Hol­lies of­fer many shapes and sizes

The Standard Journal - - LIFESTYLE - By Ricky Ens­ley Polk County Ex­ten­sion Co­or­di­na­tor

Holly plants are among the most durable and ver­sa­tile plants in the land­scape, hol­lies of­fer dif­fer­ent shapes, sizes, tex­tures, and col­ors. If you are con­sid­er­ing mak­ing some im­prove­ment to your land­scape, here are a few of the best choices.

(Ilex cre­nata) typ­i­cally have lit­tle, spine­less leaves and small black fruit. They have dark green leaves and make good foun­da­tion plants. Sub­sti­tute them for box­woods. Or use them in groups in front of taller plants. Ilex cre­nata ‘Her­reri’ is one of the small­est, with an at­trac­tive, spread­ing form. It’s low-main­te­nance but won’t tol­er­ate poor drainage. Ilex cre­nata ‘com­pacta’ has in­ter­est­ing fo­liage and rarely grows more than 3 feet tall.

are a good choice if you like larger leaves, taller height, and a heavy berry crop. Most have large, spiny, glossy, dark green leaves. They can get quite large, so use them as scorner plant­ings or spec­i­mens, not as foun­da­tion plants. Ilex cor­nuta ‘Bur­fordi,’ Dwarf Bur­ford or Needle­point are tough, re­li­able berry pro­duc­ers. They’re fairly pest-free and can grow sur­pris­ingly fast. Ilex cor­nuta ‘Ro­tunda’ dwarf, a heav­ily spined plant, is among the shorter Chi­nese hol­lies. It’s some­times used to block foot traf­fic or an­i­mals be­cause of its sharp spines. This holly is so tough, it’s al­most bombproof.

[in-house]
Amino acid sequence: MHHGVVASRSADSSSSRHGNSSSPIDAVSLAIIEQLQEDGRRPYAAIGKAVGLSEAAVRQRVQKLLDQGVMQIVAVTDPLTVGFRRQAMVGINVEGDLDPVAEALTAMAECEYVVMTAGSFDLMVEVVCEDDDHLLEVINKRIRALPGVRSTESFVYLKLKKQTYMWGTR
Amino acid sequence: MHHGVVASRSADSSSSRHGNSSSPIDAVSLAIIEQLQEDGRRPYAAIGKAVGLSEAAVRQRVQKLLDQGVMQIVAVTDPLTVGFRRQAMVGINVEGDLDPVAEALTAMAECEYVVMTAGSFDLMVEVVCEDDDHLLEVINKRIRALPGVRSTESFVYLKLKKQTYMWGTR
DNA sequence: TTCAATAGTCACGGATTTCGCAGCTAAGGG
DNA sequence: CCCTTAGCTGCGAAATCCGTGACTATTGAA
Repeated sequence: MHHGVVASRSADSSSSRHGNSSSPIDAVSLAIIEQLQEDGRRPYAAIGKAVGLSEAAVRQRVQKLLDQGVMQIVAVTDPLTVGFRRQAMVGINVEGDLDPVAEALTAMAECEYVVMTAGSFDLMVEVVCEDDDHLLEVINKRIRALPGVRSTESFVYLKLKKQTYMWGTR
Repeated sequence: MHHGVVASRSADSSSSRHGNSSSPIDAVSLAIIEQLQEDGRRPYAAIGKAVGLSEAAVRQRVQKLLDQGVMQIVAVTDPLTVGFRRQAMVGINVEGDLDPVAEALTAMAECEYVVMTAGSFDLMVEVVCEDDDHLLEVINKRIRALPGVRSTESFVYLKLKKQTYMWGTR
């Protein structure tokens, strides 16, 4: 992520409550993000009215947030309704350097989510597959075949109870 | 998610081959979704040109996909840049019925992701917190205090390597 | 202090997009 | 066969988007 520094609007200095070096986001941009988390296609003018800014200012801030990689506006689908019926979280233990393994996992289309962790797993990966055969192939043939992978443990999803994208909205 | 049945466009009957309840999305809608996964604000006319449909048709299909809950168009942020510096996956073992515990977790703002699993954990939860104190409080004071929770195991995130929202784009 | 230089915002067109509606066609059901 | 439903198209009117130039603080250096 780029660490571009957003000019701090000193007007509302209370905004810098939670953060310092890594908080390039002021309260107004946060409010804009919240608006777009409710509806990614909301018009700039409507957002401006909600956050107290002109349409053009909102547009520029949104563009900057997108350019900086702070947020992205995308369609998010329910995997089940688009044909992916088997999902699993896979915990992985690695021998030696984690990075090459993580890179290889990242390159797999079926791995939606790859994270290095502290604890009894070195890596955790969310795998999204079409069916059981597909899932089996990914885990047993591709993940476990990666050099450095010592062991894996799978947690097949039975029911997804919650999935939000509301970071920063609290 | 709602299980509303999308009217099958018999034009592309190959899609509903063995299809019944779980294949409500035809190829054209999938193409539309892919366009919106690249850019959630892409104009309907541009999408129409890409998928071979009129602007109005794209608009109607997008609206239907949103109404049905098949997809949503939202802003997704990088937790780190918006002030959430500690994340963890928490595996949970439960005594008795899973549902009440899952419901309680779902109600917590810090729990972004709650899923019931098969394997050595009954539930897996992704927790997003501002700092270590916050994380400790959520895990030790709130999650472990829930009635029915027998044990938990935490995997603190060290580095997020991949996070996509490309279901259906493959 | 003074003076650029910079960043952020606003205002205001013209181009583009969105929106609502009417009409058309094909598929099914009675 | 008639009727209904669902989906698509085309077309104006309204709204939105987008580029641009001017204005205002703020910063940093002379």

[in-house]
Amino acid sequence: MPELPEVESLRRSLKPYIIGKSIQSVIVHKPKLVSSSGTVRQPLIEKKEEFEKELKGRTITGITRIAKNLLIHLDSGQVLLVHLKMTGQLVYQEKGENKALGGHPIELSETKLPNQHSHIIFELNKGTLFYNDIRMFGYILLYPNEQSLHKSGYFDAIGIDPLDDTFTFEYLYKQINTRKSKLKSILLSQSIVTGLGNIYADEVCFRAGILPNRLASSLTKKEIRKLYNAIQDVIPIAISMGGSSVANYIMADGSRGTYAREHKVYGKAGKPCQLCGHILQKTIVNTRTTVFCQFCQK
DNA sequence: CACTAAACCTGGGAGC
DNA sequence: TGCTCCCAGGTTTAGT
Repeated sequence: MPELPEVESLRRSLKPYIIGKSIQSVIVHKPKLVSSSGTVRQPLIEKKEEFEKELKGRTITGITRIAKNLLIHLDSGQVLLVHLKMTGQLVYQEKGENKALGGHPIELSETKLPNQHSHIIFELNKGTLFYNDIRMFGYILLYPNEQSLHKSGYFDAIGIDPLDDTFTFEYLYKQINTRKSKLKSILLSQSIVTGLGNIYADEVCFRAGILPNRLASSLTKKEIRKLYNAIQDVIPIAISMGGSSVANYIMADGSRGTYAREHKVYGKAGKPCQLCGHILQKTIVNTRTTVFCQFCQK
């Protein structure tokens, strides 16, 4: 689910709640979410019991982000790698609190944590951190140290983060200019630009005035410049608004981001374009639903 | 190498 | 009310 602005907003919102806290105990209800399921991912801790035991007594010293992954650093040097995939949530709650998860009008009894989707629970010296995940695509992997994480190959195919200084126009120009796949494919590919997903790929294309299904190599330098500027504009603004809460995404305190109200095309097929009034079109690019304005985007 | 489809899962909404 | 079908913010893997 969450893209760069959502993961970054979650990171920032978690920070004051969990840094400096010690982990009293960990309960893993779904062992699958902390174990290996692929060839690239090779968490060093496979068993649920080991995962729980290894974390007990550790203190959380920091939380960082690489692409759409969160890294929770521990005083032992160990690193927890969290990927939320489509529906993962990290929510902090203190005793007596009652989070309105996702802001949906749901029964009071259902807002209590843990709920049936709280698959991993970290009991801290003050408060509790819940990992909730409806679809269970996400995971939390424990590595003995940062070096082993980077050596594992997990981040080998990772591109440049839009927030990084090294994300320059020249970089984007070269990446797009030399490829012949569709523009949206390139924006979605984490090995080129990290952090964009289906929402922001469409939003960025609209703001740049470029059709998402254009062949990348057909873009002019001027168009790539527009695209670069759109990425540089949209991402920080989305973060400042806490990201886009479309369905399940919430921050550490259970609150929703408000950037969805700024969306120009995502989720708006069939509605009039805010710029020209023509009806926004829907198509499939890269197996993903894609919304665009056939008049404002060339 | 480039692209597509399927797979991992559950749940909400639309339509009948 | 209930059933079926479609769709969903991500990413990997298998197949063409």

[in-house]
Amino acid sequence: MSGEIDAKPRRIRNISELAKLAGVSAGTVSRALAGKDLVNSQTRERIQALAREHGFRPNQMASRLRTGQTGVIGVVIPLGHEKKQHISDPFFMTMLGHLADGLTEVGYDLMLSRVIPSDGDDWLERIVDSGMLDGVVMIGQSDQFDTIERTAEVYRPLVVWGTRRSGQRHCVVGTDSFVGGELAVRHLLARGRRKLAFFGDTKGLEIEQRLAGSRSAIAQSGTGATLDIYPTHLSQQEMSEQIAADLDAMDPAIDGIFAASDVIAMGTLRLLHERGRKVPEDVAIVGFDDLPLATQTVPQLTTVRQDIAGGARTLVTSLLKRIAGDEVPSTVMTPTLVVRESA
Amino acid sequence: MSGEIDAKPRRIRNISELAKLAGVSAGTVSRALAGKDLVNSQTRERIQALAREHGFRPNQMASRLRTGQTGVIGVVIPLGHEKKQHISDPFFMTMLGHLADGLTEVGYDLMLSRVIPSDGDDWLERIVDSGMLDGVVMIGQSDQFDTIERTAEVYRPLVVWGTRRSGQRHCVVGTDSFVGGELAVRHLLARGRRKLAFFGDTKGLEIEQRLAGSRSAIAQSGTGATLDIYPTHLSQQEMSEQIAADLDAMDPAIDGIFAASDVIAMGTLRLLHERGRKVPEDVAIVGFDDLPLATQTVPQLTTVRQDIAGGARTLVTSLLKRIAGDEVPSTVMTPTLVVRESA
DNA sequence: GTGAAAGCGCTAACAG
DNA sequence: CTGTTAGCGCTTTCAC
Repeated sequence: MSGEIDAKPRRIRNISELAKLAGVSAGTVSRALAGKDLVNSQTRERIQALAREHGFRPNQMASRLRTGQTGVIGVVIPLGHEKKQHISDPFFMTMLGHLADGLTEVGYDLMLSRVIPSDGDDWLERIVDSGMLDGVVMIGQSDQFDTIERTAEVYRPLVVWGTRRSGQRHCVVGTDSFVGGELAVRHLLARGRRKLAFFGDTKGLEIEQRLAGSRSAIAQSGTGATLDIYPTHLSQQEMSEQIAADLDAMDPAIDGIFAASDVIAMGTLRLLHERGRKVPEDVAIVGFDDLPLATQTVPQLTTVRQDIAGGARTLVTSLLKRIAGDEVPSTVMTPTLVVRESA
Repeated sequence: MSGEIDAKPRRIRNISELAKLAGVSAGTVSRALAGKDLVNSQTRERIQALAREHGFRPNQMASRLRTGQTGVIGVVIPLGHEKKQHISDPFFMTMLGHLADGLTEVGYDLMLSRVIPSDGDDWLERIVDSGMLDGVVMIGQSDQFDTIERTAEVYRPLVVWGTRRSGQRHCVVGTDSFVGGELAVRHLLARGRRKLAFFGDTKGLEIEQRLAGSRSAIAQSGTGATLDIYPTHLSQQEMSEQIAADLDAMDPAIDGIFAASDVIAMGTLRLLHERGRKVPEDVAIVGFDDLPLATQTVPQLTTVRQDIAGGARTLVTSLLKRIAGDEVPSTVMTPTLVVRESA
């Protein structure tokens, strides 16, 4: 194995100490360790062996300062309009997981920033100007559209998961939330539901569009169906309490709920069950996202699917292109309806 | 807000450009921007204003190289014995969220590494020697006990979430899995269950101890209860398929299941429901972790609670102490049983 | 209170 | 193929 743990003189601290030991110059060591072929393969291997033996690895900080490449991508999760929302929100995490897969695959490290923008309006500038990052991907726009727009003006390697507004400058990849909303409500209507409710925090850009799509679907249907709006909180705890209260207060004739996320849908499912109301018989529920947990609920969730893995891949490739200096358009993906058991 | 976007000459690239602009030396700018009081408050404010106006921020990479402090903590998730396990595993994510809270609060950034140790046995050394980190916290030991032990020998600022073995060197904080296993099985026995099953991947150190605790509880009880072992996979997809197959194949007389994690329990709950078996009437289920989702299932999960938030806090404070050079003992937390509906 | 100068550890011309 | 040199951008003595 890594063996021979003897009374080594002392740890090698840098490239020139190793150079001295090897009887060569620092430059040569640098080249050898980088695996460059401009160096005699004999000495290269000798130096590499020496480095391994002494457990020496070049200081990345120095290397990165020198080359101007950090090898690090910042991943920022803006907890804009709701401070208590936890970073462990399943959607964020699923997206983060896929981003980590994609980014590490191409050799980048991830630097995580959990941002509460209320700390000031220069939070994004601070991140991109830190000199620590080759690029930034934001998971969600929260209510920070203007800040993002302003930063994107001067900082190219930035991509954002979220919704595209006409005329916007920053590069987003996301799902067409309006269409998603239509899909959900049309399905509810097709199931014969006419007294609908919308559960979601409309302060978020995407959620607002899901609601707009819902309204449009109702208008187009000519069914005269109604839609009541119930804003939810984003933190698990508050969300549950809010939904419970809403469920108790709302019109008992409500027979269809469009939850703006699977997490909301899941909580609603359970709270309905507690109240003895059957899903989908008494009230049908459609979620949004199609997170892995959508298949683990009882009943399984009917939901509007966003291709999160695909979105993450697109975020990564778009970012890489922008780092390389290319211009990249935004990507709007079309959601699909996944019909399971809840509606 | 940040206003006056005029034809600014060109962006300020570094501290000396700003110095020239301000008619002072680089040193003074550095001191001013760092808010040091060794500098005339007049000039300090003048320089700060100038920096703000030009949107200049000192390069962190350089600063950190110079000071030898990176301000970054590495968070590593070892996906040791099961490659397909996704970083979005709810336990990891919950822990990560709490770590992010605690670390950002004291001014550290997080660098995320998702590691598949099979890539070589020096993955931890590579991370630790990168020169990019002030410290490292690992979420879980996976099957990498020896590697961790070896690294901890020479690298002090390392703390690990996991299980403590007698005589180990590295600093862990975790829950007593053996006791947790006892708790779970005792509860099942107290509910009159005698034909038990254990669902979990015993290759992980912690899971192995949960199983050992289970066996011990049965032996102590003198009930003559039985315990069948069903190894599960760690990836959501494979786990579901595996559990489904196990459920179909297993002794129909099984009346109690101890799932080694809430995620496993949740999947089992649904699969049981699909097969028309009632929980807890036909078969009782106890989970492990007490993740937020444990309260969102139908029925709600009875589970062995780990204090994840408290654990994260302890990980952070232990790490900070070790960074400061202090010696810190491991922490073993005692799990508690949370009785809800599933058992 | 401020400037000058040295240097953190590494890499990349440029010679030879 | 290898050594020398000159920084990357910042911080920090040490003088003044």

(Ilex opaca) is the tra­di­tional Christ­mas holly, with large spiny green leaves and bright red berries. It grows up to 50 feet tall. Among the best­known cul­ti­vars are:

Dan Fen­ton, with large, glossy leaves

Jer­sey De­light and Jer­sey Princess S Jer­sey Knight is the male pollen source

Merry Christ­mas with glossy, deep green leaves and mar­bled with gray-green

Ste­wart’s Holly (Ilex aquifolium) is an ev­er­green tree with very spiny, glossy fo­liage and bright red berries. Cul­ti­vars with white var­ie­gated leaf mar­gins are dis­tinc­tive. Yaupon Holly (Ilex vom­i­to­ria), an east­ern U. S. na­tive, tol­er­ated wind and hot cli­mates bet­ter than most ev­er­green hol­lies. It has a pur­plish tinge on new fo­liage, which then turns dark green. Fe­male plants pro­duce small, red berries in large clus­ters. Two of the best are Nana or Dwarf Yaupon holly, a small mound like shrub 3 to 5 feet tall and very broad; and “Pen­du­lal,” a weep­ing type 15 to 20 feet tall with beau­ti­ful berries.

Luster­leaf Holly (Ilex lat­i­fo­lia) is a slow grow­ing ev­er­green tree up to 30 feet tall. Its leaves, 6 to 8 inches long, are the largest of all hol­lies.

Nel­lie R. Stevens is a cross be­tween English and Chi­nese hol­lies. A fast grow­ing holly with a con­i­cal shape, dark green fo­liage and large, red berries, is an ex­cel­lent spec­i­men tree.

If you have ques­tions about hol­lies or other land­scape plants, con­tact the Polk County Ex­ten­sion Of­fice at 770-749-2142 or [email protected]

Ricky Ens­ley

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